Yesterday, I was fighting my way through the rain to attend a seminar about a new device called Elvie. Elvie is a brand new wearable technology that helps women identify their pelvic floor muscles and practice strengthening them. On the way there, I began thinking about the word “vagina,” and all the ways our culture shies away from it. I couldn’t stop thinking about a moment from the TV show, King Of The Hill, that has stuck with me throughout my adult life.
Through a series of interconnected events, Peggy, the mother on the show, is the substitute teacher saddled with teaching sex ed to her son’s class at school. The family lives in a fictional small town in Texas, and conservative Peggy can barely get herself to say the names for male and female anatomy out loud. In a last-ditch effort to get comfortable with naming genitalia, she eases herself into saying penis by shortening it from “happiness.” Then, emboldened, she screams “VAGINA!” out right after. Her husband, standing outside with his friends, hears this and spits out his beer. Sure, it’s a funny moment, but it also struck me as a sad one. Because it hit home so hard — the word “vagina” is still so taboo, even in 2015.
If we can barely say the word, how can we maintain the health of these important, intimate muscles? How can we conceive of our sexual reproductive system as a valuable part of us, for reasons that have nothing at all to do with sex? These are questions that Tania Boler, the creator of Elvie, was confronted with when she began researching how her body changed after giving birth. Boler already worked in reproductive health — with degrees from Oxford and Stanford universities and PhD in Sexual and Reproductive Health — but began researching this set of muscles and how to rehabilitate them after having her first child four years ago.
“Most women learn about the pelvic floor after pregnancy,” Boler said. “My husband is French, and, over there, all my French girlfriends know that they have to look after their bodies as well, not just the baby. The government actually pays for 10 sessions of rehabilitative therapy. You need to heal from the inside out, not just get your abs back. The focus should be on your abdominal muscles coming back together and re-lifting the pelvic floor, which becomes quite damaged in pregnancy.”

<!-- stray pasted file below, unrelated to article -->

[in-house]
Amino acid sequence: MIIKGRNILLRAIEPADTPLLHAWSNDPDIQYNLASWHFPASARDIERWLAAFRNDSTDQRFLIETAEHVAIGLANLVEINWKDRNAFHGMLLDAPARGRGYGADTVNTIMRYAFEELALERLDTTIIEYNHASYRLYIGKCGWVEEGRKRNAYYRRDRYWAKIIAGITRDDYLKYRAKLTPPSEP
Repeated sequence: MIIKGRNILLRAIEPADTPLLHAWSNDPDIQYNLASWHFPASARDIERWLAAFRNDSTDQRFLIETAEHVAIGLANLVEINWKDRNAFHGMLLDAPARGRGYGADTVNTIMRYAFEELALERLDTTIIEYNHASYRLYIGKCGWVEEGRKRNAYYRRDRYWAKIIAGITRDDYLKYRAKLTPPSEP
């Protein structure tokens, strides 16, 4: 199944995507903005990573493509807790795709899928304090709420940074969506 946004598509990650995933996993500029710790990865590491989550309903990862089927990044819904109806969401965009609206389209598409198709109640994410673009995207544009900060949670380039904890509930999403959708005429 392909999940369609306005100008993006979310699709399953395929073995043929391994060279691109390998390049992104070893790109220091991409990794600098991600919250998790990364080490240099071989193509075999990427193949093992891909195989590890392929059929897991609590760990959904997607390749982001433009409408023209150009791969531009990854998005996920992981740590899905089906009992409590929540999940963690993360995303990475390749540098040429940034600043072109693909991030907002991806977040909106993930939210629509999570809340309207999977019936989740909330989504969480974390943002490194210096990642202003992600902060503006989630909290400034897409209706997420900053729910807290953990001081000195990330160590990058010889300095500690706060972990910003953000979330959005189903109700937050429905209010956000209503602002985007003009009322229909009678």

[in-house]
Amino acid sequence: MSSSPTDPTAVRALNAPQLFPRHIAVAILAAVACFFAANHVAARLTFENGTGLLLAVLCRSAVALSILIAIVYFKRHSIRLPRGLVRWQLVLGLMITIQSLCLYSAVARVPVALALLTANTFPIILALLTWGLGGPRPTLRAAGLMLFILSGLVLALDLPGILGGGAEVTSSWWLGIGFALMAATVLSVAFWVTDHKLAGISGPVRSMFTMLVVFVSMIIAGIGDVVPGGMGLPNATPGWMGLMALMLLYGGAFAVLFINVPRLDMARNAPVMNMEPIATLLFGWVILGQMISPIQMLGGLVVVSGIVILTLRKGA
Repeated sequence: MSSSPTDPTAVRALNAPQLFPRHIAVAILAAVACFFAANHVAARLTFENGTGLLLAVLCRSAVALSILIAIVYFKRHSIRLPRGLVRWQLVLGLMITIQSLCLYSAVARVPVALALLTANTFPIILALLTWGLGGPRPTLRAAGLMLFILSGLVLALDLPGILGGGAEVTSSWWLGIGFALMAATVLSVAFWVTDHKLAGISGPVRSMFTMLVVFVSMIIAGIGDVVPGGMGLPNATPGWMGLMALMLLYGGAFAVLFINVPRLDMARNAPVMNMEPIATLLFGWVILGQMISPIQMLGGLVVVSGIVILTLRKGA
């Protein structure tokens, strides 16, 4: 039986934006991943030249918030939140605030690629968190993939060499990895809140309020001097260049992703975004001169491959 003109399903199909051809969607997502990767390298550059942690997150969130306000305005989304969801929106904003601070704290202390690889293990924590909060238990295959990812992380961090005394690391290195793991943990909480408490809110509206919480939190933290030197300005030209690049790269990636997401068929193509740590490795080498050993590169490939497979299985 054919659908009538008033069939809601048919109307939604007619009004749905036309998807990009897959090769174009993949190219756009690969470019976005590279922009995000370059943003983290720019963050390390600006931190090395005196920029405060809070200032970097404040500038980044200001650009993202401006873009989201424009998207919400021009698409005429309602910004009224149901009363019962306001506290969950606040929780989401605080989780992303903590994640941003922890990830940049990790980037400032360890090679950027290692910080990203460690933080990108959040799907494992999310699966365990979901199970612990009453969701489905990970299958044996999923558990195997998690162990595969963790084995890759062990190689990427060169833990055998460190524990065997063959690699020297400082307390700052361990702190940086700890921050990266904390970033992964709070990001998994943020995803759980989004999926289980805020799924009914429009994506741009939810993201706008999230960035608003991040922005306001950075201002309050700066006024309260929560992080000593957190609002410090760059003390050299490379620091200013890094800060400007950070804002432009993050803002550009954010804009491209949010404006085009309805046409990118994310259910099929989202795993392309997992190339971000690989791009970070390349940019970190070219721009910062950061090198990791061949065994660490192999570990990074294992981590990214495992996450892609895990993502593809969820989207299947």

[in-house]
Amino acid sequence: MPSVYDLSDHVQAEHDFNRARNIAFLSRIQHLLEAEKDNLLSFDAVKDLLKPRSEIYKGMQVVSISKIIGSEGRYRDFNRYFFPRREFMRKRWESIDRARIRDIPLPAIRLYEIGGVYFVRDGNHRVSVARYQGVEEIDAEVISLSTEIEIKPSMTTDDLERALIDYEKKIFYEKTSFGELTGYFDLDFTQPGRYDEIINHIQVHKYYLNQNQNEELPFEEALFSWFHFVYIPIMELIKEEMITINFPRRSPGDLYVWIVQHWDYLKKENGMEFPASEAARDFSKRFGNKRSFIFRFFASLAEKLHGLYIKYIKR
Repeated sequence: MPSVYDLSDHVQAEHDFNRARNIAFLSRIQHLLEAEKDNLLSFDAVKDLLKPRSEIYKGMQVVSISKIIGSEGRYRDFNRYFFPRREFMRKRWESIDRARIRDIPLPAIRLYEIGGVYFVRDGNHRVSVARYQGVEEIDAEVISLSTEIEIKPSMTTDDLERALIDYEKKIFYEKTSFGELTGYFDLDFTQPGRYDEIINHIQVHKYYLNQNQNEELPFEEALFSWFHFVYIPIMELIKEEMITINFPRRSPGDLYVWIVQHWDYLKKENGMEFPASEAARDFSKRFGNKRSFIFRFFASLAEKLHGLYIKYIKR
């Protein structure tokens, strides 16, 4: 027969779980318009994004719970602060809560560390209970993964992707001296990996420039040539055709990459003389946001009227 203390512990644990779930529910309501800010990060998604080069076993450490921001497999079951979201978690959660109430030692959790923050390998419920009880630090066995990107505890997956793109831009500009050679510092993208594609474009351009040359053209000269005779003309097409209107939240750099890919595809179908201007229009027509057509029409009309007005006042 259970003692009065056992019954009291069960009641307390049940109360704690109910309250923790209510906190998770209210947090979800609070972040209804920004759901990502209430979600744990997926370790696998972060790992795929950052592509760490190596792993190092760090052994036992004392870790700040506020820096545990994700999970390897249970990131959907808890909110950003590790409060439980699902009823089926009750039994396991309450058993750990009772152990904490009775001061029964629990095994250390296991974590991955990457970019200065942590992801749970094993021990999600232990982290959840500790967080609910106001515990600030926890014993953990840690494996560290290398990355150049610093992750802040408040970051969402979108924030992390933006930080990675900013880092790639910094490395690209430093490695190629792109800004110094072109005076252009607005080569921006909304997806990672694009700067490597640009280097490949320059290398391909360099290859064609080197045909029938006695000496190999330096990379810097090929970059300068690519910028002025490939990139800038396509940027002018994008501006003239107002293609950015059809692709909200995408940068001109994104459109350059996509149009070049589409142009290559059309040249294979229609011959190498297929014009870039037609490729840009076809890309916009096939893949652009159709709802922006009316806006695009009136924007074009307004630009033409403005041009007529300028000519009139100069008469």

The primary way women have been taught to strengthen their pelvic floor — particularly post-partum — is through an exercise called the Kegel. Introduced in 1948 by American gynecologist Dr. Arnold Kegel, the exercise presented a non-surgical method for strengthening the pelvic floor, or pubococcygeus muscles, by contracting and holding them. As Boler soon learned, many women are doing the exercises wrong. Or are unclear on how to measure their progress. Or are shilling for technology that doesn’t really do anything for them.
“The only thing that seemed to work was what they used in the hospitals in France — biofeedback,” Boler explained. “That’s where they hook you up with all these wires and sensors, and as you exercise you can see that it’s working. It’s that mind-body connection that you build, like in yoga, becoming self-aware and being able to see yourself and prove you’re doing it.”
This biofeedback technology is embedded in the Elvie. It’s the first device released by Chiaro, a company that Boler founded along with Alexander Asseily (previously of Jawbone) that focuses on designing technology for women. The sleek, teal-colored device is equipped with more complicated technology than a Fitbit, but is small and discreet enough to fit in the palm of your hand. It charges via induction through a simple USB cord and comes with an iPhone app that offers detailed instructions and tracking to help you gauge whether or not you’re performing the exercises correctly. Through bluetooth, you can use the device — which is waterproof and made of smooth-silicone — to engage in brief, five-minute core-strengthening workouts, and track your progress.
Boler thinks the exercises are particularly important for new mothers who may feel their sexuality is diminished or less important than their new role as a caretaker. “Motherhood and your sexuality are two sides of the same coin,” she said. “Your vagina is both where you reproduce and where you’re sexually active. The two go together.”
Still, the scope of Elvie extends far beyond motherhood. Boler is concerned not just with changing the way women view their vaginas, but with strengthening the muscle itself. Pelvic floor strength is important for new mothers, but it is also important for older, post-menopausal women who are dealing with incontinence, or younger woman who interested in greater control and strength during sex, or simply want to preventatively strengthen.
“People think of these muscles as part of sex, or part of health,” Boler said. “But really it goes even deeper than that. It’s part of the core of what makes us women. It needs to be looked after. It doesn’t need to be sexual, but it also can be. Part of it is about feeling sexy. Sexy is a feeling it’s just as much a mental and emotional state. If you’re peeing yourself, you’re not going to feel very sexy either. And it’s about control: If you’ve got better pelvic floor strength, you can do more. You can choose what you want to do when.”
Buy an Elvie here for a cool $199. Don’t have the cash on hand? You can also practice calmly, confidently saying “vagina” out loud — that’s free.